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01.12.2017 | Research | Ausgabe 1/2017 Open Access

Reproductive Health 1/2017

Fertility and HIV following universal access to ART in Rwanda: a cross-sectional analysis of Demographic and Health Survey data

Zeitschrift:
Reproductive Health > Ausgabe 1/2017
Autoren:
Eric Remera, Kimberly Boer, Stella M. Umuhoza, Bethany L. Hedt-Gauthier, Dana R. Thomson, Patrick Ndimubanzi, Eugenie Kayirangwa, Salomon Mutsinzi, Alice Bayingana, Placidie Mugwaneza, Jean Baptiste T. Koama

Abstract

Background

HIV infection is linked to decreased fertility and fertility desires in sub-Saharan Africa due to biological and social factors. We investigate the relationship between HIV infection and fertility or fertility desires in the context of universal access to antiretroviral therapy introduced in 2004 in Rwanda.

Methods

We used data from 3532 and 4527 women aged 20–49 from the 2005 and 2010 Rwandan Demographic and Health Surveys (RDHS), respectively. The RDHSs included blood-tests for HIV, as well as detailed interviews about fertility, demographic and behavioral outcomes. In both years, multiple logistic regression was used to assess the association between HIV and fertility outcomes within three age categories (20–29, 30–39 and 40–49 years), controlling for confounders and compensating for the complex survey design.

Results

In 2010, we did not find a difference in the odds of pregnancy in the last 5 years between HIV-seropositive and HIV-seronegative women after controlling for potential biological and social confounders. Controlling for the same confounders, we found that HIV-seropositive women under age 40 were less likely to desire more children compared to HIV-seronegative women (20–29 years adjusted odds ratio (AOR) = 0.31, 95% CI: 0.17, 0.58; 30–39 years AOR = 0.24, 95% CI: 0.14, 0.43), but no difference was found among women aged 40 or older. No associations between HIV and fertility or fertility desire were found in 2005.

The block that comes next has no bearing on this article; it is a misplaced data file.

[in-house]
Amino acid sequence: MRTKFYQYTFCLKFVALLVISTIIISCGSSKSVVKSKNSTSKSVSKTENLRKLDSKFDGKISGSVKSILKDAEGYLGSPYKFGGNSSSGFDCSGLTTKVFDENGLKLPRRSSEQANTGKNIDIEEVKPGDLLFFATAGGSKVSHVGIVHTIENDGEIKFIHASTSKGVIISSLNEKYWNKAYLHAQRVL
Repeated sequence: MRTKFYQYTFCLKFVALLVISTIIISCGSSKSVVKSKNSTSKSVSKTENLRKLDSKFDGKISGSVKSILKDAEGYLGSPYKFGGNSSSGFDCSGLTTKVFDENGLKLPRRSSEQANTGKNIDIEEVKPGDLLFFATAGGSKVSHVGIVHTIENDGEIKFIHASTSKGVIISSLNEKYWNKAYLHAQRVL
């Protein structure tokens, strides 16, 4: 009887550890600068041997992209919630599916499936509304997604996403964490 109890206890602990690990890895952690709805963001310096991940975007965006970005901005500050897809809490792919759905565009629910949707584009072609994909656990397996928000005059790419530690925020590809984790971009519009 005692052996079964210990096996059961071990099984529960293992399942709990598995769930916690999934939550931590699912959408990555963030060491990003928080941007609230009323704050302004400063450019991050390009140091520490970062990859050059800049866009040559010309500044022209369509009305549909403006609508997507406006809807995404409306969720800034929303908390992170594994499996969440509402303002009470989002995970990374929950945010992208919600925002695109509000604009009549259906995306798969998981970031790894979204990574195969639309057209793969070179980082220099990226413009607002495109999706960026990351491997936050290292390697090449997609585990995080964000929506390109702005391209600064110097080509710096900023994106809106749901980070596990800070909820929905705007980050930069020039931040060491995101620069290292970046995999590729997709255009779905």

Conclusions

These findings suggest no difference in births or current pregnancy among HIV-seropositive and HIV-seronegative women. That in 2010 HIV-seropositive women in their earlier childbearing years desired fewer children than HIV-seronegative women could suggest more women with HIV survived; and stigma, fear of transmitting HIV, or realism about living with HIV and prematurely dying from HIV may affect their desire to have children. These findings emphasize the importance of delivering appropriate information about pregnancy and childbearing to HIV-infected women, enabling women living with HIV to make informed decisions about their reproductive life.
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